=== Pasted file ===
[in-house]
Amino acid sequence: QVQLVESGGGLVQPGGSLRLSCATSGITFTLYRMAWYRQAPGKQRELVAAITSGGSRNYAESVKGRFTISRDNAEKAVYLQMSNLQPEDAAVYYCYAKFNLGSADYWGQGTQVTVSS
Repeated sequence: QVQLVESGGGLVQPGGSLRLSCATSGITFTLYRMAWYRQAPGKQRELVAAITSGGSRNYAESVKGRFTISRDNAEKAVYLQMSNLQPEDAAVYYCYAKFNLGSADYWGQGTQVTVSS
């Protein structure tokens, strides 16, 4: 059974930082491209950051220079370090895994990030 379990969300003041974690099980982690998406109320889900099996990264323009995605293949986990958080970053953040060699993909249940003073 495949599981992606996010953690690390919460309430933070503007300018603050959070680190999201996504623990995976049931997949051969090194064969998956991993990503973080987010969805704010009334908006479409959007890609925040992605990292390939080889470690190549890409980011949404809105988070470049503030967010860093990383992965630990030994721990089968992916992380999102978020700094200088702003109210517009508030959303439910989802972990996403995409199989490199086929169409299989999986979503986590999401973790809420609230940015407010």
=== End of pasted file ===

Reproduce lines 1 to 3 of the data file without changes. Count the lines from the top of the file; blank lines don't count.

[in-house]
Amino acid sequence: QVQLVESGGGLVQPGGSLRLSCATSGITFTLYRMAWYRQAPGKQRELVAAITSGGSRNYAESVKGRFTISRDNAEKAVYLQMSNLQPEDAAVYYCYAKFNLGSADYWGQGTQVTVSS
Repeated sequence: QVQLVESGGGLVQPGGSLRLSCATSGITFTLYRMAWYRQAPGKQRELVAAITSGGSRNYAESVKGRFTISRDNAEKAVYLQMSNLQPEDAAVYYCYAKFNLGSADYWGQGTQVTVSS